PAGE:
Danny Trejo the boxing champ

Probably one of the most important things Danny Trejo learned from his uncle and "mentor" Gilbert was how to fight. According to Grantland, the "Machete" star even grew up learning how to spar alongside Benny "The Jet" Urquidez — " a future world champion kickboxer." As Urquidez recalled to the outlet, "Danny never backed down. He was a natural. He had a big heart, and a strong jaw."

Sure enough, that strong jaw survived countless brawls in the California prison system. "I was lightweight and welterweight champion in every penitentiary I was in," Trejo told TMZ Sports before noting, "and I was in all of them." He got a bit more personal on Wide Open with Tony Gonzalez, explaining to the former professional football player, "That was my goal. That's as far as it went."

Oddly enough, prisons weren't the only places where Trejo could show off his sparring chops. His skill came in handy later on, as well, as he transitioned into Tinseltown. Per Grantland, in the mid-'80s, Trejo stepped onto the set of "Runaway Train," where screenwriter Edward Bunker noticed the ex-con after having spent time with him in prison. Of course, Bunker knew of Trejo's skills with his fists and asked him to train the flick's star, Eric Roberts, for the fight scenes. The pay? $320 a day.

Cinco de Mayo in 1968 changed Danny Trejo's life

After spending time in many of California's jails in the 1960s, what happened next for Danny Trejo would change everything. As he explained to The Guardian, the actor took part in the 1968 Cinco de Mayo riots at San Quentin State Prison — one of the most dangerous penitentiaries in the world with "hundreds of death row inmates" (via Latin Post).

As Trejo tells his tale, he ended up in solitary confinement (he was moved to Soledad Prison) facing the death penalty on "three gas-chamber offenses." He adds, "they said I threw a rock and hit [a] lieutenant in the head," admitting that while he did throw a rock, he was aiming at someone else. Three months on your own is an awfully long time (Trejo got out of prison in August), and as he told Prison Legal News, he used it as a life-changing opportunity to start helping others. "It was like kind of like the culmination of my life," he recalls, adding, "It all culminated to being in the hole in Soledad, looking at a wall that somebody smeared s**t and wrote 'God Sucks' in human feces, and I'm butt naked, like this is me, that moment of clarity."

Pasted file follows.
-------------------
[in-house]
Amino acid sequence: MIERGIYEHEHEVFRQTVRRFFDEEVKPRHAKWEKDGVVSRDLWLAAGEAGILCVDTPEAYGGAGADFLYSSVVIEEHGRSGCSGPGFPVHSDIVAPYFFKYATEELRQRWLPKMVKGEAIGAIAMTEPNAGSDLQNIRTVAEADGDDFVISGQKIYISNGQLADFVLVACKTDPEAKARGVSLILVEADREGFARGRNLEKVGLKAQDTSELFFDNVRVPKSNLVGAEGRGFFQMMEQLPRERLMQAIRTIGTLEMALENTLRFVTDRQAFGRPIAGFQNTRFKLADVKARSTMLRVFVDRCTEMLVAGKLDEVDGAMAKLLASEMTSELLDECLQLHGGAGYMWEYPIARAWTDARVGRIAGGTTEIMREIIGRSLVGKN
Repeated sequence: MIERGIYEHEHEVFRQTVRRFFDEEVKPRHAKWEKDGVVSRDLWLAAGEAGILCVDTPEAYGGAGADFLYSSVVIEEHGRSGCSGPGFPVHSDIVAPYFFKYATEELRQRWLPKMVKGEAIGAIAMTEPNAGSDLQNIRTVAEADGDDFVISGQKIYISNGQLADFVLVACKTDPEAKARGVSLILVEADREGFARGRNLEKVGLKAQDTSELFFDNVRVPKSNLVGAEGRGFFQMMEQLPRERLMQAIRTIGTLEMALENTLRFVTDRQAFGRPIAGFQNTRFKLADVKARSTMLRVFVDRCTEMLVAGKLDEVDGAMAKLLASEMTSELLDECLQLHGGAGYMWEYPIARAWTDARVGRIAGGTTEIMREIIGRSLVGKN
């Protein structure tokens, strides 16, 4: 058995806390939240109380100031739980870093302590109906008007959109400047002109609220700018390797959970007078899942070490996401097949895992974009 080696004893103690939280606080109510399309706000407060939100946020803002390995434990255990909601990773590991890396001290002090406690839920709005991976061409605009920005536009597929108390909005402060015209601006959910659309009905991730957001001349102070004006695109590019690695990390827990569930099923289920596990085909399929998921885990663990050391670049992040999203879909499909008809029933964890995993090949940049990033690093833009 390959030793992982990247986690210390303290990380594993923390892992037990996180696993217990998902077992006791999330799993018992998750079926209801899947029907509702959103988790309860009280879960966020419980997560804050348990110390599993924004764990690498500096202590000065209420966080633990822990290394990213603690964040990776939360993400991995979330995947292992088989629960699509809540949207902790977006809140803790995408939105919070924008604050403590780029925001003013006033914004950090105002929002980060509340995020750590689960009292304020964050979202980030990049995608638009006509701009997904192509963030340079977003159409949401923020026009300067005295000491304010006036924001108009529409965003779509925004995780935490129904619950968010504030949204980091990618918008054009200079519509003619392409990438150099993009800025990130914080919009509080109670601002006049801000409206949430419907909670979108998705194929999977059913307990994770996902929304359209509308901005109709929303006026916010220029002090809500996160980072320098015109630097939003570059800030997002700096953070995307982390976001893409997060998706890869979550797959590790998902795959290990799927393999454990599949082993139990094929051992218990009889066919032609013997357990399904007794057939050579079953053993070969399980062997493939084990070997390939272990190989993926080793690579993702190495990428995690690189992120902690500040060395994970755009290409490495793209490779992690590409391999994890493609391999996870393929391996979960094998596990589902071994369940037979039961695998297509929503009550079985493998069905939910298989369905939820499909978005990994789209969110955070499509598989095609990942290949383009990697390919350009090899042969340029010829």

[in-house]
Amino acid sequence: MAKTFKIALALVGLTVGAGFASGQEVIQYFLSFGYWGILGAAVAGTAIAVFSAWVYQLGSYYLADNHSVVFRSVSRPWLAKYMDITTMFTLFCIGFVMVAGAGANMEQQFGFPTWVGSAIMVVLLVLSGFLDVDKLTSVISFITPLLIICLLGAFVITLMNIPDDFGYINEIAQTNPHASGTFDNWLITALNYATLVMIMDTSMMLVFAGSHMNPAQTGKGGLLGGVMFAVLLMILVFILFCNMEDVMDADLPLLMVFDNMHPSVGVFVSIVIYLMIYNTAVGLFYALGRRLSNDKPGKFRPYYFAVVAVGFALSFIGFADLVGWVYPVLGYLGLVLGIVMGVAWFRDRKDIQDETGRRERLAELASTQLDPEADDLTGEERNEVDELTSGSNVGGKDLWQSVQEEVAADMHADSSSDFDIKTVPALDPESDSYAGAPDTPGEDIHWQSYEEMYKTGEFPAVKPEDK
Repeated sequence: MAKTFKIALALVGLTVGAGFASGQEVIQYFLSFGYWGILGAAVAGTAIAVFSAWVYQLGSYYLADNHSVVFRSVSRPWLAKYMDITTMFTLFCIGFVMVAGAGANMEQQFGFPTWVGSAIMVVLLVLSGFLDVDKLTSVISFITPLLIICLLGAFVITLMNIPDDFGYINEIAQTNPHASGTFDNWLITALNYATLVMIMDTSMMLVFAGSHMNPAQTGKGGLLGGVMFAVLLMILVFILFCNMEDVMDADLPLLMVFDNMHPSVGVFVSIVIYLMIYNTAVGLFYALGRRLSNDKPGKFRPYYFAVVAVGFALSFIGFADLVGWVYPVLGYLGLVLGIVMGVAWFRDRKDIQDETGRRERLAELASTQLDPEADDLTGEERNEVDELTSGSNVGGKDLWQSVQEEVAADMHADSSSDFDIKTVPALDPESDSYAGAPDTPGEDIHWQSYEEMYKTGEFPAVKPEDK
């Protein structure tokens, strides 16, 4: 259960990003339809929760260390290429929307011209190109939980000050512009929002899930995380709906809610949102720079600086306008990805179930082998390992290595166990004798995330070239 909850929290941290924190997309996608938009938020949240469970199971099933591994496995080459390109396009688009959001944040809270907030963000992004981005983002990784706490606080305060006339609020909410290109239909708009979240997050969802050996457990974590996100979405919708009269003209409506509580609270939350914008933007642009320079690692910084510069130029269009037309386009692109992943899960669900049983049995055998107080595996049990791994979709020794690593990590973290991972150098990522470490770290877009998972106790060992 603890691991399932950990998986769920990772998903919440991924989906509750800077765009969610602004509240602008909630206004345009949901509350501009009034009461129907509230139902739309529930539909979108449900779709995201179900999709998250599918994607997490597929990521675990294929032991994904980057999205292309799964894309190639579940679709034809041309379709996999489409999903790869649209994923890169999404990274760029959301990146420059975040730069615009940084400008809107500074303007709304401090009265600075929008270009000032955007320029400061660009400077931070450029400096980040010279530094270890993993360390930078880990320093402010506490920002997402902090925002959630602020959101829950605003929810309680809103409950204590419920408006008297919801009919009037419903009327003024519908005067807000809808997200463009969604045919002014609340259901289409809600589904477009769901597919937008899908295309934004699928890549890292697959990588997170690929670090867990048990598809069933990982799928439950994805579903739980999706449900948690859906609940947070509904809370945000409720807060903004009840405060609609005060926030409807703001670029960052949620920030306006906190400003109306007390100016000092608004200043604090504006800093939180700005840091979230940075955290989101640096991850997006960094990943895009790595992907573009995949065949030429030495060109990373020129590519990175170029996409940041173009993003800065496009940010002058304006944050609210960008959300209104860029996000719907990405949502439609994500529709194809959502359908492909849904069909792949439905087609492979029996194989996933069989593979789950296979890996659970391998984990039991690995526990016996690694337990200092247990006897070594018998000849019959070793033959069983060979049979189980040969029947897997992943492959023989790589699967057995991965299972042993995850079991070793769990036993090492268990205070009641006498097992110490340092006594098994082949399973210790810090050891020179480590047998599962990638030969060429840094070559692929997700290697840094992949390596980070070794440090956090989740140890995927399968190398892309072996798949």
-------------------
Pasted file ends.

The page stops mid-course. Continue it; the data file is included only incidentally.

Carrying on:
After getting out of "the hole," Trejo began going to Alcoholics Anonymous meetings in prison, eventually completing the program."...without AA and NA [Narcotics Anonymous] I wouldn't be here. Just like without God I wouldn't be here," he told LA Weekly.

Getting sober opened up Hollywood's doors for Danny Trejo

After his time in solitary confinement in California's deadly Soledad Prison (via LA Weekly), Danny Trejo dedicated his time in jail working through the Alcoholics Anonymous program, eventually completing all 12 rehabilitation steps. Making parole, he found work as a drug counselor at Western Pacific Rehab — which snowballed into an opportunity that Trejo himself didn't even expect.

As the actor recalled to The Guardian, in 1985, one of his clients phoned him in distress, explaining they needed Trejo to come to their place of work due to a large amount of cocaine being passed around. After giving Trejo an address in the "warehouse district," he recalls thinking, "he [probably] worked in a warehouse ... [we'll] sit out in his car at break, smoke cigarettes, drink coffee and afterwards he would go back inside." When Trejo arrived, he found out he was on a film set for Andrei Konchalovsky's "Runaway Train."